I cannot do it alone, though, because creating meaningful work takes time. Subscribing to Patreon frees me up to spend more time working on the issues and topics you care about the most. Want to learn more about a particular area of Sensory Processing Sensitivity? Simply subscribe to my Patreon page and contribute your suggestions, I will listen.

The content on my Patreon page will be more in-depth than I able to offer here on FB. Additionally, I will record videos discussing each topic, since so many of us learn better by seeing and hearing. There will be a monthly video conference for those at the moderate to higher tiers of membership and one-on-one sessions for those at the higher tiers. That’s a great way to get your questions answered or insights provided on your career dilemma or how to contextualize life as a sensitive sensation seeker.

This new learning community moves us beyond the anonymous and isolated world of book publishing to one that is interactive, responsive, and easy to understand, wile remaining rigorous, rooted in the research, and flexible enough to adapt to changing times. Technology will surely change over time and, along with that, how we are able to interact, share information, and form learning communities that can provide vital educational experiences and support.

I invite you to join me on Patreon…

Join me on Patreon!

IMG_20190925_130512438This page started several years ago as a means of reaching the HSP community in a more direct way than through books or other premade media; not surprising given that I am an HSP as well with a deep need for connection and meaning.  The mission of this page has always been to help people by raising awareness and consciousness around Sensory Processing Sensitivity and, in doing so, help people to thrive and live their most decisive and full lives.  In that regard, there have been some compromises made to fit the format and expected length of posts.  It’s always been a juggling act between providing too much content and risking turning people off or providing too little to be of any real use.  I’ve opted to keep posts fairly brief, while introducing and elaborating on a topic enough to stimulate meaningful thinking in support of my page mission, but I have always felt that I want to go more in-depth on many topics.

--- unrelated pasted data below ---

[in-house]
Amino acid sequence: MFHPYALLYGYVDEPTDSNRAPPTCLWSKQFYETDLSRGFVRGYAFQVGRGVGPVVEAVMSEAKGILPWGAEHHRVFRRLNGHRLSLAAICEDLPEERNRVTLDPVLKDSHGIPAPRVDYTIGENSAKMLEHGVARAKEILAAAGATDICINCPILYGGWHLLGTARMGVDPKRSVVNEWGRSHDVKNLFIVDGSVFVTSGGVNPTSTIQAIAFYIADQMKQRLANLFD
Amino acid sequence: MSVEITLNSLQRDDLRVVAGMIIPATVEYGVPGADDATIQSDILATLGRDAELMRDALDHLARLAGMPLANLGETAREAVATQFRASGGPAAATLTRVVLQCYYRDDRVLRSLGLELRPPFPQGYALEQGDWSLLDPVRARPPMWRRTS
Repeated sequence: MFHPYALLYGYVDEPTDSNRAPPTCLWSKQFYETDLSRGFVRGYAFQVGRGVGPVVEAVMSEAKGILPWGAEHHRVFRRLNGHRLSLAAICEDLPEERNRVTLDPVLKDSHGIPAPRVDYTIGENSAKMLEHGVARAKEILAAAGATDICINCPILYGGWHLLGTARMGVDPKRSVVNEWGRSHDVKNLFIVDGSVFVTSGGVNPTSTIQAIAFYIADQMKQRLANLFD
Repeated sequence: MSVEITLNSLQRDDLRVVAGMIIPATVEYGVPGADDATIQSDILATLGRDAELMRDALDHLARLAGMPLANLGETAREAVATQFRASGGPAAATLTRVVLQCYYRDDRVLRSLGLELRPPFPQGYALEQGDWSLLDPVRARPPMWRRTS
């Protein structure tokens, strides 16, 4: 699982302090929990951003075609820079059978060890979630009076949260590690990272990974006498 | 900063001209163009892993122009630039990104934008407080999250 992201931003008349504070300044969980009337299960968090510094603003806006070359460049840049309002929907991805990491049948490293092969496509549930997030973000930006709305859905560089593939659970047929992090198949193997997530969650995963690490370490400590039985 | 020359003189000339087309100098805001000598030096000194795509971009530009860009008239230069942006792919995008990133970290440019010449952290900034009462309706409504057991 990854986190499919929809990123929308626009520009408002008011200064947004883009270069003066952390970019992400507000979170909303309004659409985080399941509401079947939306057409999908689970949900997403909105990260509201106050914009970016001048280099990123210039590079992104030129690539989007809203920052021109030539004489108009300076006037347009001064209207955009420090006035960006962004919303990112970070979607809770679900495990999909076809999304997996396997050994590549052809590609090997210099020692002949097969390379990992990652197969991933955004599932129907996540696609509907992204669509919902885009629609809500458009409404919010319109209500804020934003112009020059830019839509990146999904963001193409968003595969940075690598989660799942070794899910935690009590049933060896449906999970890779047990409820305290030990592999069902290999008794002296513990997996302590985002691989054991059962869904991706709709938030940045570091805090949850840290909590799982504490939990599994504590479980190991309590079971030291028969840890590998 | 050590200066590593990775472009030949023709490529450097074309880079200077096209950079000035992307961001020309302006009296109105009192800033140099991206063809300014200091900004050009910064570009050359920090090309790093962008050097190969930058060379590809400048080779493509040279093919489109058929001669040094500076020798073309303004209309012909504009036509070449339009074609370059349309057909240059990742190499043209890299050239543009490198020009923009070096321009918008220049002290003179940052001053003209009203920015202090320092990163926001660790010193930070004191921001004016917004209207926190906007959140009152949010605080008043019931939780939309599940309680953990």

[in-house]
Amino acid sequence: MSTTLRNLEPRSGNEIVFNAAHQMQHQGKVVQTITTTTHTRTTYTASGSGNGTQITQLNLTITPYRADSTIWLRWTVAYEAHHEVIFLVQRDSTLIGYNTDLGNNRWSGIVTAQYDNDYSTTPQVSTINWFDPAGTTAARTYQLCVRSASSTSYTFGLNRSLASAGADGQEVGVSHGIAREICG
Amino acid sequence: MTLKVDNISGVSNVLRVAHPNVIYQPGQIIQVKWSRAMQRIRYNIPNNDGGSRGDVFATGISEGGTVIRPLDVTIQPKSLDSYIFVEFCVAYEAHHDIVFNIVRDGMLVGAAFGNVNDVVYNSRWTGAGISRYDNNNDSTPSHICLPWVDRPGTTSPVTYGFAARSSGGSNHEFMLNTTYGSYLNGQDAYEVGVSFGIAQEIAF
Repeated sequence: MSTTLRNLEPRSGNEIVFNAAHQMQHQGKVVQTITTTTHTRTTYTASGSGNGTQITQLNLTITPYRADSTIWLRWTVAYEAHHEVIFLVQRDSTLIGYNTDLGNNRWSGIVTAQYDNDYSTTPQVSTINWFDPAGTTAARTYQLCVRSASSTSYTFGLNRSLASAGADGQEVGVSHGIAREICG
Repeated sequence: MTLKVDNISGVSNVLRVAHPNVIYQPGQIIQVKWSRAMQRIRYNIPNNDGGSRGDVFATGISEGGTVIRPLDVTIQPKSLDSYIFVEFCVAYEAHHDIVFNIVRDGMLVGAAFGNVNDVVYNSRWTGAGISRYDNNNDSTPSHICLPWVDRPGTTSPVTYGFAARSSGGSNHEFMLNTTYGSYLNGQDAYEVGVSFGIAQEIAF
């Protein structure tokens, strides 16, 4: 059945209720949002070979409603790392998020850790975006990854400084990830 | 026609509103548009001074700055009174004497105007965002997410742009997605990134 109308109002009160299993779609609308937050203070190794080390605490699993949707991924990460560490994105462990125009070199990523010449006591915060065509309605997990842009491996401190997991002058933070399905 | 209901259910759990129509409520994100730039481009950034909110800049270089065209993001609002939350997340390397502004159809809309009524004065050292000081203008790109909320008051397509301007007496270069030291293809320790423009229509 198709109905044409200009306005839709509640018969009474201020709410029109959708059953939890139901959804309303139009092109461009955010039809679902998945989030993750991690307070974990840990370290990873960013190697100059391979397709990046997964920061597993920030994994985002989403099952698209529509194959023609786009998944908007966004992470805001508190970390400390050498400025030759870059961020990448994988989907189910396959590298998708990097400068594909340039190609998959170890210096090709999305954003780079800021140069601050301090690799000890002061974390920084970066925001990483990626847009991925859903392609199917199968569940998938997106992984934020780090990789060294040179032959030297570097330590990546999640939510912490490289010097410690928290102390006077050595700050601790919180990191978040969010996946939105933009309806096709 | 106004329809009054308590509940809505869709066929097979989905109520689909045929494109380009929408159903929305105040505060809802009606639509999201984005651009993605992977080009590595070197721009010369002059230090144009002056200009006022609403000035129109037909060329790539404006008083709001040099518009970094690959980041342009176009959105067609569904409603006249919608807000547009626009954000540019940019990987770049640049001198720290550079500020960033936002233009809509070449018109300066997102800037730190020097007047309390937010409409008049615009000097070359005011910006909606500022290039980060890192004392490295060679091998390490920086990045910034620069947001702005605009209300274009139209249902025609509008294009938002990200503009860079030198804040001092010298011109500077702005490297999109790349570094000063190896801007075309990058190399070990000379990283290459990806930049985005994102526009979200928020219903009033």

The time has come now to take advantage of new platforms and new models.  With a new model, I will be able to provide more in-depth content that will be of even greater utility in helping people come to know themselves better, develop strategies for living in the world as, both, a highly sensitive person and a sensitive sensation seeker, and to provide insights on topics that touch the lives of people beyond superficial description of the trait.  Here, for one, I am envisioning moving to higher level discussions of spirituality and how we can direct our creativity toward greater self-actualization, over time.

This new platform is called Patreon and is based on the rather old idea of patrons providing support to enable the creator to invest his time into the things we all care about.  I especially like the patron idea in that it is crowdfunded and, thus, spread out over many people.  This enables the effort to be a true grassroots initiative, rather than one for the elites.  People already support causes they believe in across an incredible variety of topics, from the very serious to the not so serious.

This new page at Patreon will be called, very simply, Dr. Tracy Cooper and will continue the same mission as this blog: to help people by raising awareness and consciousness around Sensory Processing Sensitivity and, in doing so, help people to thrive and live their most decisive and full lives.  The difference will be that content will go into greater depth and breadth, videos will be posted about twice a week, and there will be direct access to a question and answer session each month with me at the higher tier levels.  There are various incentives at each level of subscription, but all are simply meant to be gestures of thanks for ongoing support.